I returned to Myakka State Park last week for another attempt at photographing the flora recovery in an area of the park that burned last winter. I’m happy to report that I was not harassed by poisonous snakes or packs of wild hogs this time, but neither was I very satisfied with my images, so I’ll probably make a third trip at the end of the week.
What originally drew me to the area was the contrast and texture. As you’d expect after a forest fire (this one was probably planned), the ground and the trunks of trees were black with ash, but the new plant growth was a bright yellow-green. There was also great texture in the burnt trunks of the palmettos; they reminded me of basking alligators.
Unfortunately, it was still very difficult for me to find a clean composition. There were so many burnt branches and leaves crossing in front of my subjects, it was like always having power lines running through my pictures. I tried to simplify, focusing in on smaller details rather than the larger patterns that I was seeing, and although I had a little success, I was left with the feeling that I was missing out on the larger landscape that I had come for.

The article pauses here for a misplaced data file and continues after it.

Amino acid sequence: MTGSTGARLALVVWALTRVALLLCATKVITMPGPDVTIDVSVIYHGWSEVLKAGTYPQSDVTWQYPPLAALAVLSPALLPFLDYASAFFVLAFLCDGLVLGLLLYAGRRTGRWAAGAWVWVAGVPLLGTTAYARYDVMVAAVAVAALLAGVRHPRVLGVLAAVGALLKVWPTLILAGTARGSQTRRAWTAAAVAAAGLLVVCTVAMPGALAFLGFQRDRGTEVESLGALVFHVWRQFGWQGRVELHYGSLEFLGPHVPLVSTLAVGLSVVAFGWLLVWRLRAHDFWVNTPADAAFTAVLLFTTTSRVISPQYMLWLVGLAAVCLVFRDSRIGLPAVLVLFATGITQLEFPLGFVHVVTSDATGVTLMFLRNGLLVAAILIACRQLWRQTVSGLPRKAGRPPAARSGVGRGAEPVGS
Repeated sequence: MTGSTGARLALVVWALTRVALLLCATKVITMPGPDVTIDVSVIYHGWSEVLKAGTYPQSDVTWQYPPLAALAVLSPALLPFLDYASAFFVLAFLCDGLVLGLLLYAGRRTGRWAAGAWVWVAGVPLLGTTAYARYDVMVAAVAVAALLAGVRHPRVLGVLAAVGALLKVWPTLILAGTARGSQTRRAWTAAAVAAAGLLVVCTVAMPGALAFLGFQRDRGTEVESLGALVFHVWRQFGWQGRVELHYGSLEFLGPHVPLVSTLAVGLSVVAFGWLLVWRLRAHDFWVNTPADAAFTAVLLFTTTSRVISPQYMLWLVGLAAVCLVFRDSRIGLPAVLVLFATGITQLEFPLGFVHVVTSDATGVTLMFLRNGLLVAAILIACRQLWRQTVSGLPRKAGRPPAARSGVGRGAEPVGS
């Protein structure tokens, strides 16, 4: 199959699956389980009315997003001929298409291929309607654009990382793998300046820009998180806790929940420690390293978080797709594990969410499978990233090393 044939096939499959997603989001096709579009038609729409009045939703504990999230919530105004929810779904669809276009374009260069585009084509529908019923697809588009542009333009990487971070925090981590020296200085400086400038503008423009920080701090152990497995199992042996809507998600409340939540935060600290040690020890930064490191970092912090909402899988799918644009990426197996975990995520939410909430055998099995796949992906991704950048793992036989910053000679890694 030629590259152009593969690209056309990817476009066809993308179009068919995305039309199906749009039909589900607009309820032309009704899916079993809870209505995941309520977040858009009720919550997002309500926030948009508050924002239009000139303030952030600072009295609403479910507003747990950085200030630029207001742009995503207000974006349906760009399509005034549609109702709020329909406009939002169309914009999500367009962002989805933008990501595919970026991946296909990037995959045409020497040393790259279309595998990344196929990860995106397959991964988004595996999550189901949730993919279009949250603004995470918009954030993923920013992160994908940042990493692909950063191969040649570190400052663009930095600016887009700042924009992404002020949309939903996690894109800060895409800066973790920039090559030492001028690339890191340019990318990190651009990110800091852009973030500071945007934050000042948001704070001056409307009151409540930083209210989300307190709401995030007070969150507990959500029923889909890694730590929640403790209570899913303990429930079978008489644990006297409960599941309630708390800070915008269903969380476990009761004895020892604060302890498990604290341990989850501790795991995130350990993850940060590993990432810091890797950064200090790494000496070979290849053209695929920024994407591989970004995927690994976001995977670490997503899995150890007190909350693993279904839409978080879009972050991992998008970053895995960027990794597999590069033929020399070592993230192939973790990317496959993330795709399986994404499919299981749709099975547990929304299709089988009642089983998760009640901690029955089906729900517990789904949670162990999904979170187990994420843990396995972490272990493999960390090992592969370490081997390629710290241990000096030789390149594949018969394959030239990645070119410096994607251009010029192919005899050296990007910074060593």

Despite the fact that I haven’t been particularly happy with my photos, the shoots have been very valuable. They’ve been a great reminder of the fact that good photos are not taken, they are made. If photography were nothing more than going to a beautiful place and pressing the shutter button, then we’d all be great photographers. Unfortunately, it’s a little more complicated than that: we need to find a subject, find graphical elements that enhance it, simplify (remove elements that detract), compose, recompose, correct exposure, and keep working the subject until we get what we’re after.
I can’t remember the number of times that I’ve been in a beautiful location with beautiful lighting, and struggled to find a good composition, and said to myself in frustration, “Look at this place, this is incredible… if you were really a good photographer, you WOULD be able to make something out of this!” If you find yourself in that situation, then let me offer this advice: First, stop it. Don’t focus on yourself; re-focus your attention on what’s in front of you, and remember the basic elements of composition that you’ve learned. Second, no matter how good a photographer is, nobody sees the perfect photo instantly… at least, not all the time. Finding an interesting, non-cliche image requires working a location for different angles and maybe different ideas. Also remember that if you weren’t a good photographer, you’d probably already have been satisfied with a mediocre picture. So, keep taking pictures! It will only make you a better photographer.
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